Calls for a ban on queer ‘propaganda’ began to surface after a violent attack on a 2013 attempt by queer rights advocates to mark International Day Against Homophobia in Tbilisi. 

Homophobic rally in Tbilisi. 6 July 2021. Image: Mariam Nikuradze/OC Media.

Those demanding such legislation in recent years have included Orthodox priests, pro-Russian media platforms, and various pro-government or far-right groups, including the violent pro-Russia extremist group, Alt Info. 

Several months after organising a violent attack on the aborted 2021 pride march in Tbilisi, Alt Info submitted their initiative to ban ‘LGBT propaganda’ to parliament. The following July, the Georgian Orthodox Church explicitly endorsed the idea.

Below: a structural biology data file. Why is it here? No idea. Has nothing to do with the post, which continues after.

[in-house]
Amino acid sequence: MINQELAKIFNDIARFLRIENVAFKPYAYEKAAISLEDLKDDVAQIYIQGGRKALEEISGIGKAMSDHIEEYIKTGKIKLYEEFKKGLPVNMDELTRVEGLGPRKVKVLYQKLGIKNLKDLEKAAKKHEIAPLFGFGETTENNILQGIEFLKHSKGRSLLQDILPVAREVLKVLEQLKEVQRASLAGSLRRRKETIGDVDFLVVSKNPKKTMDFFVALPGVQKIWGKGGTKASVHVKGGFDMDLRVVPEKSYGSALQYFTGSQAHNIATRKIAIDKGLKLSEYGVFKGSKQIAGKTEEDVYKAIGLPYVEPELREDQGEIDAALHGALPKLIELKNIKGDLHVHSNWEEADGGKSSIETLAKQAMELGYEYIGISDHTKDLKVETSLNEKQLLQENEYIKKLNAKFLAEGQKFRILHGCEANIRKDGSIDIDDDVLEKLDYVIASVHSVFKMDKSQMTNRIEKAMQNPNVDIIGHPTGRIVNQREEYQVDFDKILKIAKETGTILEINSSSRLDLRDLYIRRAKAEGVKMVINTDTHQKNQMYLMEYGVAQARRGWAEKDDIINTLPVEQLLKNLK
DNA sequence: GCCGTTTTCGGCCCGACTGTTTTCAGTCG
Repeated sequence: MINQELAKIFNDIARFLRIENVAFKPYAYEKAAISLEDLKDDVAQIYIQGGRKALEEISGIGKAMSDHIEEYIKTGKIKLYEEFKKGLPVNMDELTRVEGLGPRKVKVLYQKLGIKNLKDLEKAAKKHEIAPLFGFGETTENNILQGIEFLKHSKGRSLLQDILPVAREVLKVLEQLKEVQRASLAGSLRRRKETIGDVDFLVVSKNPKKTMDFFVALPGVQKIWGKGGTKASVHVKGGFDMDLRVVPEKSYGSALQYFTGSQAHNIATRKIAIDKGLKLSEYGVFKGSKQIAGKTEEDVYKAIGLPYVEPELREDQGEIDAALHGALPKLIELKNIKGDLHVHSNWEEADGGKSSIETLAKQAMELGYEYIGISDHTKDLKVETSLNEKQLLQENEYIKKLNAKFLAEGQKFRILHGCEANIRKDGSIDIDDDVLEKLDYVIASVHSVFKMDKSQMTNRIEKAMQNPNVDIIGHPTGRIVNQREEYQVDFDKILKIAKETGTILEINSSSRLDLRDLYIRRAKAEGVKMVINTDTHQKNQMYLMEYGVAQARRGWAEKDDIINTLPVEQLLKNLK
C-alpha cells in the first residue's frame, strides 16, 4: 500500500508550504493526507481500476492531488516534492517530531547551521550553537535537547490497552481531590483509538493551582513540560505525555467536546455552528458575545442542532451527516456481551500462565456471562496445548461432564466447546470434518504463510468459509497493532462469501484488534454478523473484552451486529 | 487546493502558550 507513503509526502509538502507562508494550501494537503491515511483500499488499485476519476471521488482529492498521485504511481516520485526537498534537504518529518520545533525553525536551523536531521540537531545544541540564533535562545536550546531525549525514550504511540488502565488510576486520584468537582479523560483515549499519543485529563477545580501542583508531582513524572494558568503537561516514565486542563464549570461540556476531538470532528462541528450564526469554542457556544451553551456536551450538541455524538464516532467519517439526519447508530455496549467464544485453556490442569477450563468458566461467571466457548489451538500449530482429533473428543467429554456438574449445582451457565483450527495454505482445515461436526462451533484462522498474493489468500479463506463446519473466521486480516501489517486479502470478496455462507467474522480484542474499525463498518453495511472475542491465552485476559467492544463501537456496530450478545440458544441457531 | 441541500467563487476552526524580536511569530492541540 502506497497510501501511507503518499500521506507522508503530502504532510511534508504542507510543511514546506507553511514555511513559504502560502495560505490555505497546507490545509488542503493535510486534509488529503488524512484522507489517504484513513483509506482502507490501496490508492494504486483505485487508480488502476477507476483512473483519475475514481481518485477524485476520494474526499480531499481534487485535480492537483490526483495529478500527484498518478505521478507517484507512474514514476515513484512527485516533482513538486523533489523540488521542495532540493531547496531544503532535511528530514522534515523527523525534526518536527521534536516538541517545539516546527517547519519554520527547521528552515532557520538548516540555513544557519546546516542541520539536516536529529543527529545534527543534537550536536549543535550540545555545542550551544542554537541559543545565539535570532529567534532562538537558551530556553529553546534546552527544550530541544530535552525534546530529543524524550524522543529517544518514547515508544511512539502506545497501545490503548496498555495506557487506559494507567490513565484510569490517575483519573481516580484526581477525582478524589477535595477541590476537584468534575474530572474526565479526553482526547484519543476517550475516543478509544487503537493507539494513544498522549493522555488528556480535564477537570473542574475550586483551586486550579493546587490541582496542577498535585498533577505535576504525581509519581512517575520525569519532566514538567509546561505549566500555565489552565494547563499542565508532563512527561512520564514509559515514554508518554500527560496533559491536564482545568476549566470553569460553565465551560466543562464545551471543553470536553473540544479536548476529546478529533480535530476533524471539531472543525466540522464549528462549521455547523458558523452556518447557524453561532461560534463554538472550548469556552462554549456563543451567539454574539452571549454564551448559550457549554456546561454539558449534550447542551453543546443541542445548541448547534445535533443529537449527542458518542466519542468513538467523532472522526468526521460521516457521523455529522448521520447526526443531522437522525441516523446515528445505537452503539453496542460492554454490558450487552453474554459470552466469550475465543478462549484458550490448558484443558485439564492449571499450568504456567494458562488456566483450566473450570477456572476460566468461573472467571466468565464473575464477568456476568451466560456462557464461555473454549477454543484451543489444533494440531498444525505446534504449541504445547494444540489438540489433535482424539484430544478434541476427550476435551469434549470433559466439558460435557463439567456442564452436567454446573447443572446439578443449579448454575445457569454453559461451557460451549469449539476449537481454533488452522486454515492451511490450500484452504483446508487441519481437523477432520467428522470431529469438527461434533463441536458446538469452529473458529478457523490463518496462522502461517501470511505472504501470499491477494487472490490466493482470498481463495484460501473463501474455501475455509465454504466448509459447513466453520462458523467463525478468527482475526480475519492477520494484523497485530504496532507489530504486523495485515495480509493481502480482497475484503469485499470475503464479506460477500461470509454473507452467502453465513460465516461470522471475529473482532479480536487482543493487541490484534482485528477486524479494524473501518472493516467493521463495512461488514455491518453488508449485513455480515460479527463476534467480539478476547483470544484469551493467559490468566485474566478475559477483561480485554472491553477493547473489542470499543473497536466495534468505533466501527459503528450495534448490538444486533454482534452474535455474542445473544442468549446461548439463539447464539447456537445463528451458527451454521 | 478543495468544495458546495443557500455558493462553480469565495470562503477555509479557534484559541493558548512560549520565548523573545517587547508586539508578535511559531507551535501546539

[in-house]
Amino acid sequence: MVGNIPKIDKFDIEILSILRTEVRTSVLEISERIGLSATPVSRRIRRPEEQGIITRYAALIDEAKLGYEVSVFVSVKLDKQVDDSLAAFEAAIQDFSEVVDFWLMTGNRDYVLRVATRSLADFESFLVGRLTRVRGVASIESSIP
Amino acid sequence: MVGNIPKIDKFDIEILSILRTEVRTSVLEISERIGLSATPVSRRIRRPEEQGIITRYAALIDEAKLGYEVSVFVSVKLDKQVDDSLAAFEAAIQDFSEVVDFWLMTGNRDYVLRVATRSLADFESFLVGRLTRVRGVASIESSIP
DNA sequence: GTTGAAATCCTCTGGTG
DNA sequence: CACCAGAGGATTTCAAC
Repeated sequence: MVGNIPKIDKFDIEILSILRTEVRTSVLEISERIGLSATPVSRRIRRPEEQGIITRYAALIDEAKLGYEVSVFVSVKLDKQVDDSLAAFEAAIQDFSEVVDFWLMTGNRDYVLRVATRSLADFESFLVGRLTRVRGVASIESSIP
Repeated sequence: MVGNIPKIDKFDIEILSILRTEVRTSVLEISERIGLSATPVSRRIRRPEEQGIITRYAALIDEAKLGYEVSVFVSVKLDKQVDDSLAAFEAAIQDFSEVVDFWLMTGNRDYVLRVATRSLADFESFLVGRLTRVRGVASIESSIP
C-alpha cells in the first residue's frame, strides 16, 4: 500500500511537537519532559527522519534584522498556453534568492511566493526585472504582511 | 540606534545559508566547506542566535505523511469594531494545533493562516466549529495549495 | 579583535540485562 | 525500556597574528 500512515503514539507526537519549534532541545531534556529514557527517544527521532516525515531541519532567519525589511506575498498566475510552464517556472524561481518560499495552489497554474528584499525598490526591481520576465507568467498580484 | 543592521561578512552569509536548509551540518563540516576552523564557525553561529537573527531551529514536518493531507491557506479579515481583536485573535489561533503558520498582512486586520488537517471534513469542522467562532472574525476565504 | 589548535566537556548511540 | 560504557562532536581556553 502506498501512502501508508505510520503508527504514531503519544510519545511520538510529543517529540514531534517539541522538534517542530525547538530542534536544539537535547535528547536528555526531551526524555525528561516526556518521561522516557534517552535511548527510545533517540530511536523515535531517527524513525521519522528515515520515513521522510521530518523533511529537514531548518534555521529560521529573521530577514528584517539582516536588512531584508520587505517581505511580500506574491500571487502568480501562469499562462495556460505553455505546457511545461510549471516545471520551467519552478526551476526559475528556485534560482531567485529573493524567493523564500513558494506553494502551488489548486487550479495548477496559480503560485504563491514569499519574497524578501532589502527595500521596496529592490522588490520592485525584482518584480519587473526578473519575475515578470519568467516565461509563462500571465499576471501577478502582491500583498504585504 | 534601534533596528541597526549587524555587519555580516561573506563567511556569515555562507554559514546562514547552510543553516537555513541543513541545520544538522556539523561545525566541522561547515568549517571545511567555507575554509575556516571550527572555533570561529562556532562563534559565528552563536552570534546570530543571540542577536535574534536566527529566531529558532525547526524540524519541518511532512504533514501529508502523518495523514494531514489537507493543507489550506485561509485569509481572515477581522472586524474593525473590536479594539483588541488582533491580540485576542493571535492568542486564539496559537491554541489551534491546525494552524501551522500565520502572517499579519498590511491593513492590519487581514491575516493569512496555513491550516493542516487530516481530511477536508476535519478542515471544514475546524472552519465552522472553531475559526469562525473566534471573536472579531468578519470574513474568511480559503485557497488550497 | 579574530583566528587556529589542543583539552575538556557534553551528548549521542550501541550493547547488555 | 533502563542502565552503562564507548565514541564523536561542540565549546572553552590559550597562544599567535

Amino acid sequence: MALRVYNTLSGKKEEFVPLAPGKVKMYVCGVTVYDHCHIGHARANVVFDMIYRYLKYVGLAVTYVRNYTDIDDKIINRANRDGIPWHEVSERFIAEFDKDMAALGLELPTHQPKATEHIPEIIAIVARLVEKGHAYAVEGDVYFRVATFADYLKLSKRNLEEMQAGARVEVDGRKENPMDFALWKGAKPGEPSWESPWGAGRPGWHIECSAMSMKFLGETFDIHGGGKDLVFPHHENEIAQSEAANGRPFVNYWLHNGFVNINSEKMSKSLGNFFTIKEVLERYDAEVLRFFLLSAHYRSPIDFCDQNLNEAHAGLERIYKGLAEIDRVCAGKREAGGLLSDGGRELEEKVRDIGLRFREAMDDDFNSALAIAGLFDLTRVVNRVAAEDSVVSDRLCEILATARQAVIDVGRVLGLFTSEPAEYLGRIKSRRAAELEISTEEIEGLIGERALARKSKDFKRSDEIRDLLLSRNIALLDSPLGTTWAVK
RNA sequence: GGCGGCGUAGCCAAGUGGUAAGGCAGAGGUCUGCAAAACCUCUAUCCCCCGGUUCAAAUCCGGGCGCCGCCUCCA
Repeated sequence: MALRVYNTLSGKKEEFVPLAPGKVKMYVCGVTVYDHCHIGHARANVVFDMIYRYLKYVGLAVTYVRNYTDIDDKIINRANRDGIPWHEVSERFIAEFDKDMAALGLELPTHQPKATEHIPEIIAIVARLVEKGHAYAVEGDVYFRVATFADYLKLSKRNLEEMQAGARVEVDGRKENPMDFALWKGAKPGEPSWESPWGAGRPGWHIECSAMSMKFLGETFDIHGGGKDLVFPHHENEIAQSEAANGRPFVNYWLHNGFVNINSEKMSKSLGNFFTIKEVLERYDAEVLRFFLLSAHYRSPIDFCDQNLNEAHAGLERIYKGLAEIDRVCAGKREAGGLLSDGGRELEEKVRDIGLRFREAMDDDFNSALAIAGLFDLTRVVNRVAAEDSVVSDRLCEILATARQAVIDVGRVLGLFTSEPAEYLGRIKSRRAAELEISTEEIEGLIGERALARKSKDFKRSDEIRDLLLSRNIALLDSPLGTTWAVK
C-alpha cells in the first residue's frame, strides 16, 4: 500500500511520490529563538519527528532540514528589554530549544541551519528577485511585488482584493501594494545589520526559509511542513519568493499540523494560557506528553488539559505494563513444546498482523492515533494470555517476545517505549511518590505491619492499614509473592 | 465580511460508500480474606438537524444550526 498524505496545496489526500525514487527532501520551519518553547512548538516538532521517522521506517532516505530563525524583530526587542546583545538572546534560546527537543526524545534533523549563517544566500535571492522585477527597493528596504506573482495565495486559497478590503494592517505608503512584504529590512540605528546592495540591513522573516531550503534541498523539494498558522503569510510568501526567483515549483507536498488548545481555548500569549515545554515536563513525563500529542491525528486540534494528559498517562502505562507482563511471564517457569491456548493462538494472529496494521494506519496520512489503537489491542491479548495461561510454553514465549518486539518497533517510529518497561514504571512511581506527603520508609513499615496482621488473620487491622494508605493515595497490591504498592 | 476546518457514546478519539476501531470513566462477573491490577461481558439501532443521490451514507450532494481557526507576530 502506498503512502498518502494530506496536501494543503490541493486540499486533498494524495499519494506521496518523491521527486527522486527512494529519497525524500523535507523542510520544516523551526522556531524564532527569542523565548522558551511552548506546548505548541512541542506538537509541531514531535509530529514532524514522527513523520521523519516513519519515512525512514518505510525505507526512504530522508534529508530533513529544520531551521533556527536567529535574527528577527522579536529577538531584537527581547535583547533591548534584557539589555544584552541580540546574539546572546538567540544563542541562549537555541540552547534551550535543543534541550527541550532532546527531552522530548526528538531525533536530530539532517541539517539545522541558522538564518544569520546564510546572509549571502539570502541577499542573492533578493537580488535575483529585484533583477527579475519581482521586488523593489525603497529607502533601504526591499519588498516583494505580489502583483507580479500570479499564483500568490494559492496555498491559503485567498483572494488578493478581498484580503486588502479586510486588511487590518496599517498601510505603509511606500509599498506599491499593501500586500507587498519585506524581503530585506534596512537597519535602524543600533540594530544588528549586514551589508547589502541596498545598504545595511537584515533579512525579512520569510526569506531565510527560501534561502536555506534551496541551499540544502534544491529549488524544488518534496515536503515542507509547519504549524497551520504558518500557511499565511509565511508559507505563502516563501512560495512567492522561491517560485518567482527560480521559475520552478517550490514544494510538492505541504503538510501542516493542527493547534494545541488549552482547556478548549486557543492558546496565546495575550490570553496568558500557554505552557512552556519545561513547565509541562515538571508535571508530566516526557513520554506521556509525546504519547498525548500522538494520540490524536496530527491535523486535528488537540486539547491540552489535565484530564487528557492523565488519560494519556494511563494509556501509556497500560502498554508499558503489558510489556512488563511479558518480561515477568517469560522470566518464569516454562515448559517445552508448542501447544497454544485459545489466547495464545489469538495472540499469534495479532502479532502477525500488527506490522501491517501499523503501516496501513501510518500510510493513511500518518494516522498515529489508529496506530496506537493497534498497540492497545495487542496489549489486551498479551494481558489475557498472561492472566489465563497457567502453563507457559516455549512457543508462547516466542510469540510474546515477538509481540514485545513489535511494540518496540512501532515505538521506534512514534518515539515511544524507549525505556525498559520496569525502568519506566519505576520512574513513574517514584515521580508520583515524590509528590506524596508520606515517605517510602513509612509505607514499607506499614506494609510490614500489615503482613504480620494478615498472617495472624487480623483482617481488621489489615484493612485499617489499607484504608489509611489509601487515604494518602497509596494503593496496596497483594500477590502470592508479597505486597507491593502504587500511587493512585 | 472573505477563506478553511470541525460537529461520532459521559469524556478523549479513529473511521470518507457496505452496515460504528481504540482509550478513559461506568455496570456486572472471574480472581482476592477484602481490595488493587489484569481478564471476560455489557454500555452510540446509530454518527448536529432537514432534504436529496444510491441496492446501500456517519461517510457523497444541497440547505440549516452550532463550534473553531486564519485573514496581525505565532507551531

Announcing Georgian Dream’s legislative agenda on 25 March, Mamuka Mdinaradze did not rule out banning pro-queer demonstrations, including a Pride march, if they amounted to ‘popularisation’ of queer sexuality. 

A far-right demonstration in July 2023 successfully thwarted the Pride Fest event by Tbilisi Pride in Tbilisi. Photo: Mariam Nikuradze/OC Media.

Legislation against queer ‘propaganda’ in several other countries, including those citing the protection of minors, has been widely condemned by human rights groups as an assault on fundamental freedoms. 

Critics have pointed out that laws like the one adopted by Russia in 2013 to ‘protect children from information advocating a denial of traditional family values’, have also increased hate-motivated crime.